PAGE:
THE IDEA THAT YOU could have everything in one place is a great idea. Imagine being able to see your SMSs, emails, voice mails and instant messages all in one place. Though for most people that’s still a pipe dream that’s what the concept of unified communications promises to users.
The problem facing most companies is they tend to buy technology from a variety of different places: the phone system from one vendor, email from another – and then users make their own decision on what instant messaging system to use, with some using GTalk and others using Windows Messenger.
The promise that unified communications will provide is that no matter whether you are out on the road, at home or in the office, you’ll always be reachable. Or, more accurately, you’ll be able to decide which groups of people will be allowed to contact you.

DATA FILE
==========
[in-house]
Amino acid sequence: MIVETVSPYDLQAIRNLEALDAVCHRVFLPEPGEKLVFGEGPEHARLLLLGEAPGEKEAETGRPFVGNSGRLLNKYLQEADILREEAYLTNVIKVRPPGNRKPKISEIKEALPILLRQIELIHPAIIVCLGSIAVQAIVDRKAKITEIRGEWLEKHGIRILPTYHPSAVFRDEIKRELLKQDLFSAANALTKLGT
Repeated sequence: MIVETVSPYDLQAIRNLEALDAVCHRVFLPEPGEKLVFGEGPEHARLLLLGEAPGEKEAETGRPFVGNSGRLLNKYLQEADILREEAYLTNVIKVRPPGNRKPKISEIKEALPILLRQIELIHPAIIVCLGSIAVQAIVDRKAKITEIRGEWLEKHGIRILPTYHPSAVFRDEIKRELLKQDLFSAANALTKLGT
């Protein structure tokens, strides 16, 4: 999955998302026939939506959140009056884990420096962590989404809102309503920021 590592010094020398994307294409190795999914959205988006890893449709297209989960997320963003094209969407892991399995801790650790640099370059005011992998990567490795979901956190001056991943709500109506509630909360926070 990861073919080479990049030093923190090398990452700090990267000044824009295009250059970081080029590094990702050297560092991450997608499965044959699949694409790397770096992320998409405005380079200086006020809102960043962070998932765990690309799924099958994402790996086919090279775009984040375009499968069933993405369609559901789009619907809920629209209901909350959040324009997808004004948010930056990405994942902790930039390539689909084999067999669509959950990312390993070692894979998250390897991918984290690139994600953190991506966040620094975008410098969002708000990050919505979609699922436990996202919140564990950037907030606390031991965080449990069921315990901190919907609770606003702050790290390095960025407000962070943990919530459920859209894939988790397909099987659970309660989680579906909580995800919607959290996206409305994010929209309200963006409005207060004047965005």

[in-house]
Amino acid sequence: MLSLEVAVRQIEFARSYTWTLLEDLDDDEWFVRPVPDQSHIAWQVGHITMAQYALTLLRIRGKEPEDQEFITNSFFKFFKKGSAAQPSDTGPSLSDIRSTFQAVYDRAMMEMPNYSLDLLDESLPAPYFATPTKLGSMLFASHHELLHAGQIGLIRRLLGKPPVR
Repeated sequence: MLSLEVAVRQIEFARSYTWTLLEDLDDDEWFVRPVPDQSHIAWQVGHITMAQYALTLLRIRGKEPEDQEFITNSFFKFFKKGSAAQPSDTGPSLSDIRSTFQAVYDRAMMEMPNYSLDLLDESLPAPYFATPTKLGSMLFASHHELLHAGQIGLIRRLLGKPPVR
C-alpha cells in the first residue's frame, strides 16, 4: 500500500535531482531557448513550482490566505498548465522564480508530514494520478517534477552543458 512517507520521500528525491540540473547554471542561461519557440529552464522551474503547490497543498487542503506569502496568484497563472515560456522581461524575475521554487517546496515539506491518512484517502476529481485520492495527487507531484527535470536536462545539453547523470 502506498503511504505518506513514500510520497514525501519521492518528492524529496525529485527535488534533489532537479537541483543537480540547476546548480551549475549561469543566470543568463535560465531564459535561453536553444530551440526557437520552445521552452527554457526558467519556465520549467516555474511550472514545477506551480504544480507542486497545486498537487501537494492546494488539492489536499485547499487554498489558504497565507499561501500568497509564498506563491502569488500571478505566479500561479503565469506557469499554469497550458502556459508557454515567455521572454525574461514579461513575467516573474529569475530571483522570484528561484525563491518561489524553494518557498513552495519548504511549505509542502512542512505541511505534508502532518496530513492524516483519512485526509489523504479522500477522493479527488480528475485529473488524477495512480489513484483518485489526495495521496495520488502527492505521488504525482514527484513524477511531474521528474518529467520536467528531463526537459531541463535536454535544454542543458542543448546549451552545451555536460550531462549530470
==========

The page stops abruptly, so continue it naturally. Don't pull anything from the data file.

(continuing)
By using your notebook computer, your PDA or your cellphone, you’ll be able to alert people to your status and different people will receive different messages. So your friends may see you as available but work contacts would see you as offline. You’d also be able to see all messages – such as emails or voicemails – from a single inbox. So it’s relatively simple to see who is trying to contact you.
The idea is that not only are all your communications centralised but you also have control over who can contact you and when. That has to be a good thing.